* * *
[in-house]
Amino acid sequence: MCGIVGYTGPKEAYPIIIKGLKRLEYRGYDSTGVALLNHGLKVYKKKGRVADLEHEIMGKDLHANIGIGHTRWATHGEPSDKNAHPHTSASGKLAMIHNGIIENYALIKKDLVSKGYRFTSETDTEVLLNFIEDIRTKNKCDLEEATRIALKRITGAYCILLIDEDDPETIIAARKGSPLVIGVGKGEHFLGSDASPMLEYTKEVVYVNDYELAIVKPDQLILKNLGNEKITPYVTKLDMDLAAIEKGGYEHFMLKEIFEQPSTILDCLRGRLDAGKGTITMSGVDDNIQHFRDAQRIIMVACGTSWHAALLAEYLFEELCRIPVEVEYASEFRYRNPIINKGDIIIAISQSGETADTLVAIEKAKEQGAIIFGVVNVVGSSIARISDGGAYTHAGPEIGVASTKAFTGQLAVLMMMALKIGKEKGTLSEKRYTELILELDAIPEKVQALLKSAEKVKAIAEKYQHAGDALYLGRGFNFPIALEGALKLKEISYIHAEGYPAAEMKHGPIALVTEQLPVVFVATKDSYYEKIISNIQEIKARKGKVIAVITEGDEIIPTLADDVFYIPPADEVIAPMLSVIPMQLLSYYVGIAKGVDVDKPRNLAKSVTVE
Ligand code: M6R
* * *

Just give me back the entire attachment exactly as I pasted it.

[in-house]
Amino acid sequence: MCGIVGYTGPKEAYPIIIKGLKRLEYRGYDSTGVALLNHGLKVYKKKGRVADLEHEIMGKDLHANIGIGHTRWATHGEPSDKNAHPHTSASGKLAMIHNGIIENYALIKKDLVSKGYRFTSETDTEVLLNFIEDIRTKNKCDLEEATRIALKRITGAYCILLIDEDDPETIIAARKGSPLVIGVGKGEHFLGSDASPMLEYTKEVVYVNDYELAIVKPDQLILKNLGNEKITPYVTKLDMDLAAIEKGGYEHFMLKEIFEQPSTILDCLRGRLDAGKGTITMSGVDDNIQHFRDAQRIIMVACGTSWHAALLAEYLFEELCRIPVEVEYASEFRYRNPIINKGDIIIAISQSGETADTLVAIEKAKEQGAIIFGVVNVVGSSIARISDGGAYTHAGPEIGVASTKAFTGQLAVLMMMALKIGKEKGTLSEKRYTELILELDAIPEKVQALLKSAEKVKAIAEKYQHAGDALYLGRGFNFPIALEGALKLKEISYIHAEGYPAAEMKHGPIALVTEQLPVVFVATKDSYYEKIISNIQEIKARKGKVIAVITEGDEIIPTLADDVFYIPPADEVIAPMLSVIPMQLLSYYVGIAKGVDVDKPRNLAKSVTVE
Ligand code: M6R